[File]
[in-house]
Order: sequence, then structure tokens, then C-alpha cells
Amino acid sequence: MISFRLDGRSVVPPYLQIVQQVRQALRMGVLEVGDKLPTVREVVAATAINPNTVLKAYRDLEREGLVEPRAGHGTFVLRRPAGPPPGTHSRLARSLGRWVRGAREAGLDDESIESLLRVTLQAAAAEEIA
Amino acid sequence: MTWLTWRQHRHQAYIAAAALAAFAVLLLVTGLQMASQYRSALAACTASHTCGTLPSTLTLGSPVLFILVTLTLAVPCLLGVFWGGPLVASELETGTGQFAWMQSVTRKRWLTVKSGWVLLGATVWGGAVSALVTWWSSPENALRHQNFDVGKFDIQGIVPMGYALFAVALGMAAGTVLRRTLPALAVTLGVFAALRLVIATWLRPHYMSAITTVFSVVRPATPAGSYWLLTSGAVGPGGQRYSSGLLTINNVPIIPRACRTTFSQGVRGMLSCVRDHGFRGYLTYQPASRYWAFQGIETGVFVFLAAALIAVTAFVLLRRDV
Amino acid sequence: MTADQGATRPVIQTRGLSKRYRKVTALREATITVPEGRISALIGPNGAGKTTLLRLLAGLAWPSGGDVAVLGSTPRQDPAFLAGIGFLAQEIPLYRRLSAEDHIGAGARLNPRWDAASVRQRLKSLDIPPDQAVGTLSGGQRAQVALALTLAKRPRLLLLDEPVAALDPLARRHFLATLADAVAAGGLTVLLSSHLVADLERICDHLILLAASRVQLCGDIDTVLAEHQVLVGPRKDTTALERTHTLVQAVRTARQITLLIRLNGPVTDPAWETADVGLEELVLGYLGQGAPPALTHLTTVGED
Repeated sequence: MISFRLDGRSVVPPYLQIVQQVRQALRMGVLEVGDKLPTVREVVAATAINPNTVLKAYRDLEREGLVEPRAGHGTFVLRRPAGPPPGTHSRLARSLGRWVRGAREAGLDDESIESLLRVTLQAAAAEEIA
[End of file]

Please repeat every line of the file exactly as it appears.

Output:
[in-house]
Order: sequence, then structure tokens, then C-alpha cells
Amino acid sequence: MISFRLDGRSVVPPYLQIVQQVRQALRMGVLEVGDKLPTVREVVAATAINPNTVLKAYRDLEREGLVEPRAGHGTFVLRRPAGPPPGTHSRLARSLGRWVRGAREAGLDDESIESLLRVTLQAAAAEEIA
Amino acid sequence: MTWLTWRQHRHQAYIAAAALAAFAVLLLVTGLQMASQYRSALAACTASHTCGTLPSTLTLGSPVLFILVTLTLAVPCLLGVFWGGPLVASELETGTGQFAWMQSVTRKRWLTVKSGWVLLGATVWGGAVSALVTWWSSPENALRHQNFDVGKFDIQGIVPMGYALFAVALGMAAGTVLRRTLPALAVTLGVFAALRLVIATWLRPHYMSAITTVFSVVRPATPAGSYWLLTSGAVGPGGQRYSSGLLTINNVPIIPRACRTTFSQGVRGMLSCVRDHGFRGYLTYQPASRYWAFQGIETGVFVFLAAALIAVTAFVLLRRDV
Amino acid sequence: MTADQGATRPVIQTRGLSKRYRKVTALREATITVPEGRISALIGPNGAGKTTLLRLLAGLAWPSGGDVAVLGSTPRQDPAFLAGIGFLAQEIPLYRRLSAEDHIGAGARLNPRWDAASVRQRLKSLDIPPDQAVGTLSGGQRAQVALALTLAKRPRLLLLDEPVAALDPLARRHFLATLADAVAAGGLTVLLSSHLVADLERICDHLILLAASRVQLCGDIDTVLAEHQVLVGPRKDTTALERTHTLVQAVRTARQITLLIRLNGPVTDPAWETADVGLEELVLGYLGQGAPPALTHLTTVGED
Repeated sequence: MISFRLDGRSVVPPYLQIVQQVRQALRMGVLEVGDKLPTVREVVAATAINPNTVLKAYRDLEREGLVEPRAGHGTFVLRRPAGPPPGTHSRLARSLGRWVRGAREAGLDDESIESLLRVTLQAAAAEEIA